So what is the so-called ‘Gentlemen’s Agreement’?
More often than not a Gentlemen’s Agreement will be a verbal agreement, i.e. the terms of the contract agreed orally. Although verbal agreements are enforceable and valid (contracts do not need to be in writing), where a dispute arises between parties to an agreement, the absence of written terms can be problematic, to say the least.
Disputes are inevitable…
A contract, whether written or made orally, is rarely safe from the potential of parties disputing its terms and one party’s obligations to another. However, it is generally easier to determine where a party stands when the terms of an agreement are set out in writing and further, drafted clearly.
You have to ask yourself, if say a judge, an arbitrator or a mediator were required to intervene with your dispute, whether you would you feel more confident relying on written evidence on the table, or your word against that of another?
Of course, a written agreement does not always present the full story and parties may vary the terms of an agreement as matters progress. It is important to ensure records are retained of agreed variations and supporting correspondence (again…in writing!).
Drafting clear and effective terms will often allow disputes (if they arise) to be resolved before they escalate.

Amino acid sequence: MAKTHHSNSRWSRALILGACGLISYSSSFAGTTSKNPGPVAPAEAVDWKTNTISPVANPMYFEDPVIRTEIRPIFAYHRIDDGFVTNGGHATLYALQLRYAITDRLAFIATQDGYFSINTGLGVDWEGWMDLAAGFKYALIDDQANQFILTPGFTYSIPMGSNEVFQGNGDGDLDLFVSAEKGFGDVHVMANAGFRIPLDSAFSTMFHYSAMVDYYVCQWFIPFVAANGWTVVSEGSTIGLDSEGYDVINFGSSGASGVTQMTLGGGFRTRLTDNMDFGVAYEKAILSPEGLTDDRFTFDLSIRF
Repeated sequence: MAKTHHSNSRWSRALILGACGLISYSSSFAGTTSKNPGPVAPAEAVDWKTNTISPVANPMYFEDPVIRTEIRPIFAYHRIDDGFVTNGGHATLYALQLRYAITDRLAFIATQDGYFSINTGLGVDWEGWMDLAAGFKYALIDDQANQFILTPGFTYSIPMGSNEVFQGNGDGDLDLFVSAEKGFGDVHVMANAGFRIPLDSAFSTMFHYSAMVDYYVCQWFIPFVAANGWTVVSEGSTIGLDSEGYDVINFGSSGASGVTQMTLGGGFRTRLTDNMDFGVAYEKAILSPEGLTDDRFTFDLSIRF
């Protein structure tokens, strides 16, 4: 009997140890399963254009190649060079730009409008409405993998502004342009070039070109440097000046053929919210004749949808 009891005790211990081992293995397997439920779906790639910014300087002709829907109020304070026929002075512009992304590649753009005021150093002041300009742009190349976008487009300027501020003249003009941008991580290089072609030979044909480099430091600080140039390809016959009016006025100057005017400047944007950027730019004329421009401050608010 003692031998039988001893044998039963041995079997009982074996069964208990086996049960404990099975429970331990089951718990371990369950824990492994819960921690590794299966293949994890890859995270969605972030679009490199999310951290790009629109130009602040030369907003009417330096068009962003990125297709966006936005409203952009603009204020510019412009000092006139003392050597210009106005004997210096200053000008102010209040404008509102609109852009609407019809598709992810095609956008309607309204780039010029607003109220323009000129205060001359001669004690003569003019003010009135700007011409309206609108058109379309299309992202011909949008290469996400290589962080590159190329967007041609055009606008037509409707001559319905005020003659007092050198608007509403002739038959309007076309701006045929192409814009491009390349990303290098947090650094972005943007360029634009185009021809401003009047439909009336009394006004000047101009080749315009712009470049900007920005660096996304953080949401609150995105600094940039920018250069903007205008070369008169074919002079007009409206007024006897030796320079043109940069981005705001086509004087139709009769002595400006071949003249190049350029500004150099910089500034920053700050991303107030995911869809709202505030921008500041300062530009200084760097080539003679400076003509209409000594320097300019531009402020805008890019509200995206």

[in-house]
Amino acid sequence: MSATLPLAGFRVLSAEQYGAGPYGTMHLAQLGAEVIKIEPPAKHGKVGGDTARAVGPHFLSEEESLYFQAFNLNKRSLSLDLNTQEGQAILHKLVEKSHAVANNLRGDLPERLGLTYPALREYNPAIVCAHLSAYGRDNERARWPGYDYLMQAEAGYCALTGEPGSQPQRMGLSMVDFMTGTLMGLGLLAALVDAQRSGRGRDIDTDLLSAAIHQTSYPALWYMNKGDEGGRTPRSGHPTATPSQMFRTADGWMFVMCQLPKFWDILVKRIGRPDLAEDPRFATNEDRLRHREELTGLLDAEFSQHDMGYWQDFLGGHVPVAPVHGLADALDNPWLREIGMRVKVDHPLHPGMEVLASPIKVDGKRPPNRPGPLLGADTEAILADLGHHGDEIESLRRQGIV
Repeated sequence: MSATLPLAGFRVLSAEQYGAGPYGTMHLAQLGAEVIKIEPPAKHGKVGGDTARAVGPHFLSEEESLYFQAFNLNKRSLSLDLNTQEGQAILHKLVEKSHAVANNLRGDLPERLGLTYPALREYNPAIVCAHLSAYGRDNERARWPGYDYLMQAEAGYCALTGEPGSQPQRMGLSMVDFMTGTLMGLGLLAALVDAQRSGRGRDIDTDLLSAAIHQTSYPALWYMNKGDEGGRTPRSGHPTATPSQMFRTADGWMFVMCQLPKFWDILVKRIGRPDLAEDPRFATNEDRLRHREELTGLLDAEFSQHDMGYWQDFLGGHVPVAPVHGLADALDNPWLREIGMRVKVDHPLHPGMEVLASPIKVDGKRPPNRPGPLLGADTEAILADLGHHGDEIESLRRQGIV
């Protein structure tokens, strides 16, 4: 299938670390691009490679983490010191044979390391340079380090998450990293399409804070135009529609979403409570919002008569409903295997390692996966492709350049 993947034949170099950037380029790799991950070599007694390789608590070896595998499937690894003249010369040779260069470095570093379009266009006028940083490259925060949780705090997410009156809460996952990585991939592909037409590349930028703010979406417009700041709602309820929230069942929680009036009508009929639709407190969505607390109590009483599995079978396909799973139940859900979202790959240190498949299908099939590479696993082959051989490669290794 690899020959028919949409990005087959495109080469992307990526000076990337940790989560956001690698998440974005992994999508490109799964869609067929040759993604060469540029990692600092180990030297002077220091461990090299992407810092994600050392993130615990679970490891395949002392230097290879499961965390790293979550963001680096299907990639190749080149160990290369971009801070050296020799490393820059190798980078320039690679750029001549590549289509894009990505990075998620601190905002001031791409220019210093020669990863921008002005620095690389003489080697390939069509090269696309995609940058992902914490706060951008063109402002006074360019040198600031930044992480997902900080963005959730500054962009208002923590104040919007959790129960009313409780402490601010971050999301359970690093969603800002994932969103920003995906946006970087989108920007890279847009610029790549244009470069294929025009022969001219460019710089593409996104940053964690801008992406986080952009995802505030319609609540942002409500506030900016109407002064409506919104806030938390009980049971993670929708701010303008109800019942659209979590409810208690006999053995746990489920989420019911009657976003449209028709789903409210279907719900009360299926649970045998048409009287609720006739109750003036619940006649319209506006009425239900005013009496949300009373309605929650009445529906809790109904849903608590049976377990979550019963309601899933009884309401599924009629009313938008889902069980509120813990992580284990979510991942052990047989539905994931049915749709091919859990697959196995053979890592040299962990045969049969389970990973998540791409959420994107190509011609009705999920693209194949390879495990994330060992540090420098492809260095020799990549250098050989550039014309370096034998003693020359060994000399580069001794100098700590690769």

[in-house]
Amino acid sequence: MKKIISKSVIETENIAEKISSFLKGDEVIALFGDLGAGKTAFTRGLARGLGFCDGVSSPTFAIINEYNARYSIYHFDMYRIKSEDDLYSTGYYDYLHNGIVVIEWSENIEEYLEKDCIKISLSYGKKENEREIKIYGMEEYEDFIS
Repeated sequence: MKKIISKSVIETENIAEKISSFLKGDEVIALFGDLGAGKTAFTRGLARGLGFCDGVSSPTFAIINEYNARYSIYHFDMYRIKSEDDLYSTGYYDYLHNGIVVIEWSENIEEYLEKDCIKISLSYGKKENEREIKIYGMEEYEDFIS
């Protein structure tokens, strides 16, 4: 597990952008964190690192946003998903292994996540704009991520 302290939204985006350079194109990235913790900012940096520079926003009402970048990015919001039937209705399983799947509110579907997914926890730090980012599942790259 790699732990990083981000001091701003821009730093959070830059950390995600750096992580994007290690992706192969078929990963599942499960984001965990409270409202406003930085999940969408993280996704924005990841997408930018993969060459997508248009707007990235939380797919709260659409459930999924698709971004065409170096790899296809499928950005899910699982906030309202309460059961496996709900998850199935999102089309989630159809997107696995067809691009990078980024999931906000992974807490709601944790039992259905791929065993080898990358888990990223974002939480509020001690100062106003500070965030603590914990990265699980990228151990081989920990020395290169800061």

Gentleman’s Agreements will inevitably not cover all aspects of a deal and disputes often arise from issues which are not contemplated at the outset. Hindsight is a wonderful thing…
An experienced legal advisor will help you to fill the gaps and incorporate safety provisions after contemplating potential future risks.
Costs of litigation when attempting to resolve a dispute can be high and in cases have the potential to escalate beyond the value of the goods or services on which the contract is based.
Disputes can be very time consuming and can be disruptive to your day-to-day running of a business. Trying to pull together evidence to support the oral terms of a Gentlemen’s Agreement can take away time better spent sourcing new customers for your business.
You should also consider the damage which a dispute may cause to goodwill and/or relations you have spent time building over the years.
Written agreements do not have to be long and complicated and do not have to take long to prepare.